Volume 95 Issue 26 | p. 6 | News of The Week
Issue Date: June 26, 2017 | Web Date: June 22, 2017

New catalytic route to polysulfates and polysulfonates

Bifluoride salts could yield tough polymers efficiently at industrial scales
Department: Science & Technology
Keywords: polymers, polysulfates, polysulfonates, catalysts, click chemistry, SuFEx, sulfur(VI) fluoride exchange

Polysulfates and polysulfonates are exceptionally tough and impact resistant, making them useful engineering polymers. But they’ve rarely been used industrially ­because the chloride substitution chemistry often used to make carbon sulfate and carbon sulfonate links suffers from side reactions and is commercially impractical.

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By changing the catalyst in a click chemistry reaction, researchers can make polysulfates (shown) and polysulfonates in a more efficient way.
Reaction scheme shows use of an acidic bifluoride catalyst to combine fluorosulfate and silyl ether starting materials into a polysulfate polymer.
 
By changing the catalyst in a click chemistry reaction, researchers can make polysulfates (shown) and polysulfonates in a more efficient way.

Researchers now report that bifluoride salts are efficient and cost-effective catalysts for the synthesis of these tough materials (Nat. Chem. 2017, DOI: 10.1038/nchem.2796). The new chemistry, developed by K. Barry Sharpless and Peng Wu of Scripps Research Institute California, Jiajia Dong of the Shanghai Institute of Organic Chemistry, and coworkers, could potentially be scaled up to industrial levels.

The new reaction is an extension of sulfur(VI) fluoride exchange (SuFEx), a click chemistry technique Sharpless and coworkers developed previously (Angew. Chem. Int. Ed. 2014, DOI: 10.1002/anie.201309399). The group initially used SuFEx, catalyzed by strongly basic “organosuperbases,” to combine silyl ethers with fluorosulfates or sulfonyl fluorides to form polysulfates or polysulfonates, respectively. But the catalysts were expensive or required high loadings, up to 10 mole %, and they reacted in unwanted ways with starting materials.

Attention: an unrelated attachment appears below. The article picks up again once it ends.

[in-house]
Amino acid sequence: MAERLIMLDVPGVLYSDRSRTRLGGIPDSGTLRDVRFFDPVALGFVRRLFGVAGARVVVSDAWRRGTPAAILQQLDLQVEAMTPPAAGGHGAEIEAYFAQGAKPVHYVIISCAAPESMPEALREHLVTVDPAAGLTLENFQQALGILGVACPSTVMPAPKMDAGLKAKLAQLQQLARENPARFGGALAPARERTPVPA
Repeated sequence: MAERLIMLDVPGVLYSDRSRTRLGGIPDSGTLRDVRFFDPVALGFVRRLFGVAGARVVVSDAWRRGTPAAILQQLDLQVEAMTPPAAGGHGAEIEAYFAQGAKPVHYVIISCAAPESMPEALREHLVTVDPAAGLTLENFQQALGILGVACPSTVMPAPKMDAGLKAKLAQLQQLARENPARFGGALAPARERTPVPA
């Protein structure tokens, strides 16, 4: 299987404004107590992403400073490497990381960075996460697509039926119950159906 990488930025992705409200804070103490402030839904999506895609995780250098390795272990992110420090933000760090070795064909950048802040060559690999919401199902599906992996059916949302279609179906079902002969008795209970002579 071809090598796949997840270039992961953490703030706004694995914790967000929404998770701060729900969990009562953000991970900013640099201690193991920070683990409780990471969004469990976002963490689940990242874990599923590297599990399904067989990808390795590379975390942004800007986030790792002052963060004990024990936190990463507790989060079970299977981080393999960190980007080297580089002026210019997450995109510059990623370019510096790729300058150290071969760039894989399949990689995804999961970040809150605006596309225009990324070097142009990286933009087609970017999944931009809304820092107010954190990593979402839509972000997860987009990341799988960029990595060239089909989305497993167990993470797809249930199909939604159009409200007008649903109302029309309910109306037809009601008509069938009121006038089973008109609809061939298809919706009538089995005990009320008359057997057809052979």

The team turned instead to acidic bifluoride catalysts—Q+[FHF], where Q+ is a wide range of organic and inorganic cations and the anion is a hydrogen trapped between two fluorines through a superstrong hydrogen bond. The new catalysts require tiny loadings—as low as 0.05 mole %—making the syntheses more commercially viable.

Polymer chemist Saadyah Averick of the Allegheny Health Network Neuroscience Institute comments that the catalysts also extend the substrate scope to a wider range of monomers. This chemistry makes polysulfates and polysulfonates more readily available, so “applications of these materials can be fully explored,” he says.

Two companies are negotiating with Scripps to license the technology.

 
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